The band to start off the night was A Will Away. They started the night off strong with a lead singer with amazing stage presence and versatility in his voice. The slower songs packed a punch and the vocals were very controlled. The guitar parts were all very different from one another and it was very pleasing to listen to. The crowd seemed very interested in their music and it put everyone in a great mood for the rest of the night. There was a very old school emo quality to their music, some parts of songs even reminiscent of Motion City Soundtrack at times.

Boston Manor is nothing short of a classic pop punk band. Hard guitar, smooth vocals, and a pumping drum line assisted in hyping up the crowd more than they already were. The crowd began moshing very early on into their set, and a circle pit was opened once or twice. The transitions between songs consisted of sharp guitar notes that faded into one another. The crowd was energetic and very receptive throughout the entire set. Another interesting part about their sound was the bass and drum line being in sync with one another, it helped mold the songs together.

Trophy Eyes was a crowd favorite for sure. As soon as their set started, there were crowd surfers and the audience was completely engaged. You could feel the love pulsating through the room as patrons lifted each other up right after another; the community that the pop-punk genre has built is one that is unsurpassable. Trophy Eyes has harder and lighter songs, but you wouldn’t be able to tell because the transition between them is so smooth that it happens before you get the opportunity to blink. The vocalist is very talented, mixing gritty and clean vocals to reflect the emotion of the music. There were different vibes within one song, and that worked really well for them.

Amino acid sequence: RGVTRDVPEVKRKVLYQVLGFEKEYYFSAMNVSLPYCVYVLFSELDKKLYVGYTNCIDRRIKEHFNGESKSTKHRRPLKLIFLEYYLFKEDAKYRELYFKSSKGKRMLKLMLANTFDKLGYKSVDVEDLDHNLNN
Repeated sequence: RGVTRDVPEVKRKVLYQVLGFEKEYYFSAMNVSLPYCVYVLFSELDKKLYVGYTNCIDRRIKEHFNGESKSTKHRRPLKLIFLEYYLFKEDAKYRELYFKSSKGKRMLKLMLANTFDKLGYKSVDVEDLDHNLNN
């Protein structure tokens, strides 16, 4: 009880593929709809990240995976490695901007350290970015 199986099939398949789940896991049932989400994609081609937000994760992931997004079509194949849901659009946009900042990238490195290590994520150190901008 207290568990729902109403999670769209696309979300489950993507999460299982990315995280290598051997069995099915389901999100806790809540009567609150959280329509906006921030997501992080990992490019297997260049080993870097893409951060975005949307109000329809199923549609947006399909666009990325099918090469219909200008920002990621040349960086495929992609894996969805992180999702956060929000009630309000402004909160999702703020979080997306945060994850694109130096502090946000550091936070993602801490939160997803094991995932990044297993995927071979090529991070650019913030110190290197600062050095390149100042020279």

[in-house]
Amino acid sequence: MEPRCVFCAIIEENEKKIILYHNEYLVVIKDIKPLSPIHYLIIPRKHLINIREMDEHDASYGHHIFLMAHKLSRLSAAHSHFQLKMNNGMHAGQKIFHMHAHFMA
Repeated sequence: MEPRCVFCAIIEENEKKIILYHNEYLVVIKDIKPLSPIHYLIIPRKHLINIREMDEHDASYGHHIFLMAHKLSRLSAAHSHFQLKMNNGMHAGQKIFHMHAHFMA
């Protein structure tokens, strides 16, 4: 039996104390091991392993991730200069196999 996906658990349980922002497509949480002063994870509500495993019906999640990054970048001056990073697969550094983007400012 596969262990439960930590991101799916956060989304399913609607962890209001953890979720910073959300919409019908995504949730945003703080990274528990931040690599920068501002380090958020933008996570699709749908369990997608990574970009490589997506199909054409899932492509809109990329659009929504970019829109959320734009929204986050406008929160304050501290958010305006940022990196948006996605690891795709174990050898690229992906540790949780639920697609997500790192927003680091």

The one way that Moose Blood could be described is alternative rock with emo vibes and very old school rock and roll vibes. The vocals are very clean and the audience is engaged and receptive at all times. They played a lot of their older songs and the crowd was excited about it. The sheer strength of the crowd singing along was amazing, it sounded as if the crowd was the lead singer himself. The band itself is very aligned and in tune with one another. It is sometimes hard to get the music to sound like one cohesive unit, but Moose Blood does this flawlessly and effortlessly. The guitar lines fade from one song to another, and this works to make sure that the crowd doesn’t fall out of the moment. There are quiet parts within song, but the crowd fills that space to make sure that the ball of energy never drops.
There is something cathartic about knowing the words to songs, and then screaming along to the song and having everyone around you do the same. The lead singer knew this, and would stop singing and would just allow the crowd to sing, and it would make for very beautiful moments throughout the night. The voices seemed to bounce off of the walls and vibrate the place. You could feel the love and warmth in the room, and it is something that you keep in your pocket for a rainy day; it is why we keep coming back to these same places, to experience this again and again.

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